Nasser Nassar and Usayed Mazyad, two 16-year-old cousins from the town on Anabta, in the northern West Bank, were detained in February while walking in the hills behind Usayed’s home, a quiet stretch of olive trees and rocky terrain. In separate interviews, the boys told The Intercept that they heard voices speaking in Hebrew, and before they knew it, they found themselves surrounded by two dozen soldiers, who pushed them to the ground, and handcuffed and blindfolded them. (In sworn statements later obtained by The Intercept, the boys also said the soldiers called them “dog” and “son of a whore,” and that they kicked and slapped them “whenever they felt like it.”) The soldiers then drove the cousins to a police station in a nearby settlement. During the transport, the abuse continued. At one point, a soldier stepped on Nasser’s feet shackles, making him fall onto the floor.
Photos: Anthony Tucker for The Intercept
Nasser said that the interrogator asked him why he was throwing rocks, slamming his fists on the table and pacing around him “to create an atmosphere of fear,” he said. When the boy replied that he hadn’t been throwing rocks, the interrogator “got up and slapped me and said soldiers did not lie and that they said in their statements they saw us throwing stones,” Nasser said in his sworn statement. When he told the interrogator that he wanted to file a complaint against the soldiers who beat him, the man responded that “the defense soldiers are polite and treat people well and act in accordance with the law.”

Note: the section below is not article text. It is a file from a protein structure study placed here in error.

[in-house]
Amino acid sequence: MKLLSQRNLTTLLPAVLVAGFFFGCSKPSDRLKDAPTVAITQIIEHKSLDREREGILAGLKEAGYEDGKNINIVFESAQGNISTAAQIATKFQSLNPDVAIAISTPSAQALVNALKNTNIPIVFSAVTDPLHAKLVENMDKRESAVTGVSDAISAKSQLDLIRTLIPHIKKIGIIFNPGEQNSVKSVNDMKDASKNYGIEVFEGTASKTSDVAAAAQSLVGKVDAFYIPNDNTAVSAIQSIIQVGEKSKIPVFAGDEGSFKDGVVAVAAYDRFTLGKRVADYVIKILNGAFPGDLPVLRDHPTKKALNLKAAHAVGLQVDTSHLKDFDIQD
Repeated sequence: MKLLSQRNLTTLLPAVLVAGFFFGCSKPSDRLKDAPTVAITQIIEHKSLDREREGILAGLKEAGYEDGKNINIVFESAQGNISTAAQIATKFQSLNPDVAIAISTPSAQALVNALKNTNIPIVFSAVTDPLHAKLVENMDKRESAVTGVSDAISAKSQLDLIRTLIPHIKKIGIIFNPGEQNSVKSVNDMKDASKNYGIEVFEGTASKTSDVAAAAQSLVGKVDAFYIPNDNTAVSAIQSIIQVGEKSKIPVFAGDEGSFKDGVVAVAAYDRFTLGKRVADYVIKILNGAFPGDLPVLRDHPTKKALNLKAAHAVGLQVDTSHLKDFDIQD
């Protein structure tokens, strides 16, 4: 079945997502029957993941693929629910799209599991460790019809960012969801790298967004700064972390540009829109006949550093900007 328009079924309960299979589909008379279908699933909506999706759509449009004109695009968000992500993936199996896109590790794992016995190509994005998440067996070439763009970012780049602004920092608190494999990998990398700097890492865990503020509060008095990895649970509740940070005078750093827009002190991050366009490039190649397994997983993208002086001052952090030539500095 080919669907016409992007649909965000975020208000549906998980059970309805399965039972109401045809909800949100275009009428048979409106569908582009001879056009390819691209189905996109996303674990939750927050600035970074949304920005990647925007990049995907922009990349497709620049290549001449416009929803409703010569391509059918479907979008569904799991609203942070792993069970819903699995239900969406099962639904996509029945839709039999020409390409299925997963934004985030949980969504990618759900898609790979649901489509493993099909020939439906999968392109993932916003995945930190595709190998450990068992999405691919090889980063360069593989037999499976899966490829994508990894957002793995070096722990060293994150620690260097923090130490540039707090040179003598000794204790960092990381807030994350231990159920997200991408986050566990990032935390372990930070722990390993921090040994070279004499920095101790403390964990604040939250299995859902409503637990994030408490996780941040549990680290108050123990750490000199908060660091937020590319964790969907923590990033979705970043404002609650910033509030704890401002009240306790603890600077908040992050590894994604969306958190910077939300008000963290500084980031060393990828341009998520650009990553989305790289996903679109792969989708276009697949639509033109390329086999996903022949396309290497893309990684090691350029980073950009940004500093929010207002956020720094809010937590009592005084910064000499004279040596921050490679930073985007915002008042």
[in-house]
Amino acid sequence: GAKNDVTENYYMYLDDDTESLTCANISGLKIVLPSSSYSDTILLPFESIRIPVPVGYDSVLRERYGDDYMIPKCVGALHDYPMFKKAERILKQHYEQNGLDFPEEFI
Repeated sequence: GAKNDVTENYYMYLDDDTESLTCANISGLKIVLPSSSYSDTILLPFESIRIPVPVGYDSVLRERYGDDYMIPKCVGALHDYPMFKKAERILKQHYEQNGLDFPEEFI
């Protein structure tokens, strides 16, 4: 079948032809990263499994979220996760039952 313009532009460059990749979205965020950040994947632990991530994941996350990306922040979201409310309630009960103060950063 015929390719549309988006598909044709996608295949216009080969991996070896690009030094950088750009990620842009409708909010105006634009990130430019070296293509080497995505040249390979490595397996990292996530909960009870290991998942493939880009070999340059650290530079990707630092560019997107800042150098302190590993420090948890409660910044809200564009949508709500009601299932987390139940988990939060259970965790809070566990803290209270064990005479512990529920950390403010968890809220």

Usayed said he told the interrogator that he wouldn’t speak unless his handcuffs and blindfold were removed, and he could speak with a lawyer. The interrogator removed the blindfold but not the handcuffs, and told him he’d get to call a lawyer “when I’m done with you,” the boy told The Intercept. Then the interrogator handed him a piece of paper and told him, “These are your rights.” The boy read on the paper that he had a right to stay silent and told the interrogator that he would do that — but the interrogator started yelling at him, asking him, “Why do you think I brought you here? You have to say something.”